Hilton Worldwide – will ‘Spark’ spark the share in 2024?

Hilton Worldwide – will ‘Spark’ spark the share in 2024?
5 January 2024

Image by Ceri Breeze / Shutterstock.com

Hilton Worldwide needs no introduction. The name "Hilton" is literally a synonym for hotel.

Right now, the company runs 7,400 hotels with a staggering 1.2m rooms.

Despite its size, it aims to grow yet bigger – by a lot!

Current expansion plans include the construction of new Hilton hotels worth USD 50bn – with Hilton only putting up USD 350m of capital.

How is that even possible?

Hilton's historic roots explain today's success

For a solid understanding of Hilton, do spend a bit of time studying the company's eponymous founder.

As the son of a Norwegian/German family that grew affluent on the back of a grocery business in New Mexico, a 32-year-old Conrad Hilton set out on his own in 1919. Hilton used his entire savings of USD 5,000 to buy a small hotel in one of the bustling oil towns in Texas.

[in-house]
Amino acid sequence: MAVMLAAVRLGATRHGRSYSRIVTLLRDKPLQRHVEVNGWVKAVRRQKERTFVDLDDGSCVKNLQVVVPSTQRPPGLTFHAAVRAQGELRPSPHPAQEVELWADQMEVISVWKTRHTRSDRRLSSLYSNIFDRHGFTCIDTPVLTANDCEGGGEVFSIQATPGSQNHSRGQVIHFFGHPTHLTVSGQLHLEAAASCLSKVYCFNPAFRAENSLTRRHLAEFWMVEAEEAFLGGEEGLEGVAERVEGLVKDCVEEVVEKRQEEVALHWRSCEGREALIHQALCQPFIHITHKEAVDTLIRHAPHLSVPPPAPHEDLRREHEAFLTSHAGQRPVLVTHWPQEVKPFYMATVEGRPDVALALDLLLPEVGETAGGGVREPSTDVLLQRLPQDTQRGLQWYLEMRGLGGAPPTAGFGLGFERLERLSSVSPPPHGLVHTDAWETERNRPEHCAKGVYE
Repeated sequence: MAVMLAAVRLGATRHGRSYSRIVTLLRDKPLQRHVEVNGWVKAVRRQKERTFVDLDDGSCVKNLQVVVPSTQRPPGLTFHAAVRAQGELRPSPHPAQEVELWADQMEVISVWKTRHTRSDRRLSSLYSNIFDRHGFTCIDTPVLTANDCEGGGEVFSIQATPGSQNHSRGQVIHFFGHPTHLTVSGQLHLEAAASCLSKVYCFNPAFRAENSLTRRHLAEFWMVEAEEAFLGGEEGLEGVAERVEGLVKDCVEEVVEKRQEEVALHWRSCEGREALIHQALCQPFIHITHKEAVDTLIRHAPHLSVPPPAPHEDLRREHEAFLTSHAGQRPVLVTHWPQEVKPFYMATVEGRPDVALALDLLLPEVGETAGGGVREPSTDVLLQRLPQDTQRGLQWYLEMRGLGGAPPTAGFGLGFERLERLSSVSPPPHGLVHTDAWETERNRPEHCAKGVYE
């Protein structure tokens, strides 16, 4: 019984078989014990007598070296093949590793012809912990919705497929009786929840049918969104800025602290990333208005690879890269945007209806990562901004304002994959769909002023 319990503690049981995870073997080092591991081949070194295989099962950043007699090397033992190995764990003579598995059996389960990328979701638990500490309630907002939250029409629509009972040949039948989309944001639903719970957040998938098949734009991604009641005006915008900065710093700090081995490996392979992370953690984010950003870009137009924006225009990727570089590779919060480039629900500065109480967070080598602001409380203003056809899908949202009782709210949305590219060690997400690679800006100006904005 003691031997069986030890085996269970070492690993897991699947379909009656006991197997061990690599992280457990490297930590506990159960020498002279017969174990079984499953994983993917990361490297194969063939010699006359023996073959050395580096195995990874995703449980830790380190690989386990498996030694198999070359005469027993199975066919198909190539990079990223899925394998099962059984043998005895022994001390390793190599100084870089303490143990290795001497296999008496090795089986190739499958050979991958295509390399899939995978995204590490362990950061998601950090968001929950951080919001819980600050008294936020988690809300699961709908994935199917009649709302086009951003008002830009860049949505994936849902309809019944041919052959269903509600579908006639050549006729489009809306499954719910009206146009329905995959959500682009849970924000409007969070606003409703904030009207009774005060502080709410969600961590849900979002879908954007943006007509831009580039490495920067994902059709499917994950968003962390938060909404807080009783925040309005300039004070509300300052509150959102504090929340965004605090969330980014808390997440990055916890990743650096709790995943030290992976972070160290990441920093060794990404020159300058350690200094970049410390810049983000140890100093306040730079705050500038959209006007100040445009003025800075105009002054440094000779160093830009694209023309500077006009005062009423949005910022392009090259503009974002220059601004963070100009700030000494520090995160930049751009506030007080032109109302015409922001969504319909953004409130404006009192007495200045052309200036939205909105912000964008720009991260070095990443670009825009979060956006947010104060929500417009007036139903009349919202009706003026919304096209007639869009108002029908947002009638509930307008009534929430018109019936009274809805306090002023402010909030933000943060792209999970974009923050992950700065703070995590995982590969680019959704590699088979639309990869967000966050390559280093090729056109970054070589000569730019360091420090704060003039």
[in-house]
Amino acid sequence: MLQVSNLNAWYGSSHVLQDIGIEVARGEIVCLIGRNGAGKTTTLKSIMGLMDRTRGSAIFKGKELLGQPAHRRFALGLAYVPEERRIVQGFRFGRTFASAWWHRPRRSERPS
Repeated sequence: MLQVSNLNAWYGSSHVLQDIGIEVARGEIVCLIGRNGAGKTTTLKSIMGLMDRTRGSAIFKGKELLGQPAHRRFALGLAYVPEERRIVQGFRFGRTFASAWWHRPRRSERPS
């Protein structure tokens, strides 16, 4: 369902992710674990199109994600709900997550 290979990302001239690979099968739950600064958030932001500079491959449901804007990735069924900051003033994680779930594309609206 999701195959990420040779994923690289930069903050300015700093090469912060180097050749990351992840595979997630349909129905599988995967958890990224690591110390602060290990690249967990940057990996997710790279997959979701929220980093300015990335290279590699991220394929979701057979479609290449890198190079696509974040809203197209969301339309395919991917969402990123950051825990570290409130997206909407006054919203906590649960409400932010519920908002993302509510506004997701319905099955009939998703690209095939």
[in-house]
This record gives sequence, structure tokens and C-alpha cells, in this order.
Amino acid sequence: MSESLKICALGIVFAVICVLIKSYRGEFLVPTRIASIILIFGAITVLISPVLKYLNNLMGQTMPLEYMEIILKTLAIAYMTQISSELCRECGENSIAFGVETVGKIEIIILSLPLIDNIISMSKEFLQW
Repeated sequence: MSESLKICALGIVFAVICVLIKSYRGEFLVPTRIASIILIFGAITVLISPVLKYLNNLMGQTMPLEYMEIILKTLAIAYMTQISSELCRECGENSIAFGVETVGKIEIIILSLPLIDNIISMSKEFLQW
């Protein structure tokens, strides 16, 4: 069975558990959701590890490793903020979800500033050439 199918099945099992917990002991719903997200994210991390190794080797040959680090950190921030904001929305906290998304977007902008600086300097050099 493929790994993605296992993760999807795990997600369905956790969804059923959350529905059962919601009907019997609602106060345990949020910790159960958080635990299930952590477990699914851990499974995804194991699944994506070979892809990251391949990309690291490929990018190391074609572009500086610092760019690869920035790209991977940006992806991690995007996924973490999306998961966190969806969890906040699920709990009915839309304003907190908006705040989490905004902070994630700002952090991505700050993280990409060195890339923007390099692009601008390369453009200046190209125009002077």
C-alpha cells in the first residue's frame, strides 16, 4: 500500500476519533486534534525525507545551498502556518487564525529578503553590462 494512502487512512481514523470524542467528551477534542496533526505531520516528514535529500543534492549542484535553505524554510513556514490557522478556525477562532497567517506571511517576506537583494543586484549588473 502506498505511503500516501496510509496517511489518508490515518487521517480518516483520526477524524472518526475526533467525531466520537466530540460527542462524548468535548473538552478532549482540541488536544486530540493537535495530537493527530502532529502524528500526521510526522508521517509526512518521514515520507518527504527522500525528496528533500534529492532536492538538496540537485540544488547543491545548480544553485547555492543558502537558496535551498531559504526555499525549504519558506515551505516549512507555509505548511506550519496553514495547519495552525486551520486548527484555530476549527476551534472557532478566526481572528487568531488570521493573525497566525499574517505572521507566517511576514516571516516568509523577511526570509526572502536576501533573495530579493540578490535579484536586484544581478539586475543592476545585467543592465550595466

Within a few years, he had built a small chain of hotels, only to lose it all during the Great Depression. With a string of audacious manoeuvres, he eventually won back control of his hotel group. In 1942, Hilton expanded beyond the state of Texas.

During the post-war years, he innovated the industry by introducing:

  • The first global chain of hotels, which helped kick-start the global travel boom. As a 1963 TIME magazine cover story about Hilton put it: "Whether he is in Teheran or Trinidad, the American traveler can be sure that Hilton will offer him a clean bed, pleasant surroundings, plentiful ice water, and food he can safely eat. … Hilton is busy spotting the world with hotels where ever the US tourist and businessman alight, circling the globe in the longest hotel chain ever made."
TIME cover

Source: TIME, 19 July 1963.